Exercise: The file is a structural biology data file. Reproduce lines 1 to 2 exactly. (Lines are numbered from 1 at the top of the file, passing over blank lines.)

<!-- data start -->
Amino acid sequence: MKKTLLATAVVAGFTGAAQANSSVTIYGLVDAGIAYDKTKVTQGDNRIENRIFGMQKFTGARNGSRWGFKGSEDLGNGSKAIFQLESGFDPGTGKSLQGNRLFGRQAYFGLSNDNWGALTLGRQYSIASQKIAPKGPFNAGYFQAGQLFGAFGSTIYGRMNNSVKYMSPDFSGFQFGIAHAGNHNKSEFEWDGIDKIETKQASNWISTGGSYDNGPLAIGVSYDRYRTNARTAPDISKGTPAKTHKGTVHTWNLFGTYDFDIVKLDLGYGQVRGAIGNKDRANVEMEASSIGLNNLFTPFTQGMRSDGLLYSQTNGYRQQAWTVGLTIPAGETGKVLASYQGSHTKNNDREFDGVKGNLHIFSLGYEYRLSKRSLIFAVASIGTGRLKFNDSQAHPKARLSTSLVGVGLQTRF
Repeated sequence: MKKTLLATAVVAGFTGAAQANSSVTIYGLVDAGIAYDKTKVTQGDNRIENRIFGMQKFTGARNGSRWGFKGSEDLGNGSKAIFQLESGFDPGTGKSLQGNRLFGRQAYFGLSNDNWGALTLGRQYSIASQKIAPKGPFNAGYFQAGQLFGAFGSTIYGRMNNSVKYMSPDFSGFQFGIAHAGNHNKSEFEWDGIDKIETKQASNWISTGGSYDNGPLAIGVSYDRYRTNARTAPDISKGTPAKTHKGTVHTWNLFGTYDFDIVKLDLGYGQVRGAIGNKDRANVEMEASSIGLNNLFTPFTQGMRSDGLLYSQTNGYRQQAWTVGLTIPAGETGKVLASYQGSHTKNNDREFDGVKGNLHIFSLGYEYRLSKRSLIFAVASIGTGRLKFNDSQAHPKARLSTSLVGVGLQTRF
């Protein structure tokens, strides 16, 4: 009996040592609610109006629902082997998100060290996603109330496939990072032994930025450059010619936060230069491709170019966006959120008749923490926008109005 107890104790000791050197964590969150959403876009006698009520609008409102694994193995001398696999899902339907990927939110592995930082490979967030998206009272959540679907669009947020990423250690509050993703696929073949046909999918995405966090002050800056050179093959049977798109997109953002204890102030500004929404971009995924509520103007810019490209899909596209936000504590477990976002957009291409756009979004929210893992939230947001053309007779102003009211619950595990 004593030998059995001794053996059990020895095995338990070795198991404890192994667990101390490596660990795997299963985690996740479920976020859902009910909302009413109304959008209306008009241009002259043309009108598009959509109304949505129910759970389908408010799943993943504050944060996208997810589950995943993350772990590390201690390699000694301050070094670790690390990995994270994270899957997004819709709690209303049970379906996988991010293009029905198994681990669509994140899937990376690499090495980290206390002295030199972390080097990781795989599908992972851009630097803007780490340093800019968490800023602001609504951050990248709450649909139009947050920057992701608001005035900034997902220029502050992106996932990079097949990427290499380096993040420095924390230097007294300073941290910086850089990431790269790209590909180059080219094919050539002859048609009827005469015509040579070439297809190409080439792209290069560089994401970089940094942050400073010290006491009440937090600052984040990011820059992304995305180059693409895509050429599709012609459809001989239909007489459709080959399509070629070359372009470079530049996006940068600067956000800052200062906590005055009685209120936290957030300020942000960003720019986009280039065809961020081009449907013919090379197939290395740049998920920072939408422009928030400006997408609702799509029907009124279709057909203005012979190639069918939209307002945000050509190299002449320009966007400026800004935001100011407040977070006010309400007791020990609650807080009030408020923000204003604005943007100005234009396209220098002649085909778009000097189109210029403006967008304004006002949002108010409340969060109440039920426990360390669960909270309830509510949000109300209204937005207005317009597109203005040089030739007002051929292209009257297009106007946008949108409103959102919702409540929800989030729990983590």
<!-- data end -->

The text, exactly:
Amino acid sequence: MKKTLLATAVVAGFTGAAQANSSVTIYGLVDAGIAYDKTKVTQGDNRIENRIFGMQKFTGARNGSRWGFKGSEDLGNGSKAIFQLESGFDPGTGKSLQGNRLFGRQAYFGLSNDNWGALTLGRQYSIASQKIAPKGPFNAGYFQAGQLFGAFGSTIYGRMNNSVKYMSPDFSGFQFGIAHAGNHNKSEFEWDGIDKIETKQASNWISTGGSYDNGPLAIGVSYDRYRTNARTAPDISKGTPAKTHKGTVHTWNLFGTYDFDIVKLDLGYGQVRGAIGNKDRANVEMEASSIGLNNLFTPFTQGMRSDGLLYSQTNGYRQQAWTVGLTIPAGETGKVLASYQGSHTKNNDREFDGVKGNLHIFSLGYEYRLSKRSLIFAVASIGTGRLKFNDSQAHPKARLSTSLVGVGLQTRF
Repeated sequence: MKKTLLATAVVAGFTGAAQANSSVTIYGLVDAGIAYDKTKVTQGDNRIENRIFGMQKFTGARNGSRWGFKGSEDLGNGSKAIFQLESGFDPGTGKSLQGNRLFGRQAYFGLSNDNWGALTLGRQYSIASQKIAPKGPFNAGYFQAGQLFGAFGSTIYGRMNNSVKYMSPDFSGFQFGIAHAGNHNKSEFEWDGIDKIETKQASNWISTGGSYDNGPLAIGVSYDRYRTNARTAPDISKGTPAKTHKGTVHTWNLFGTYDFDIVKLDLGYGQVRGAIGNKDRANVEMEASSIGLNNLFTPFTQGMRSDGLLYSQTNGYRQQAWTVGLTIPAGETGKVLASYQGSHTKNNDREFDGVKGNLHIFSLGYEYRLSKRSLIFAVASIGTGRLKFNDSQAHPKARLSTSLVGVGLQTRF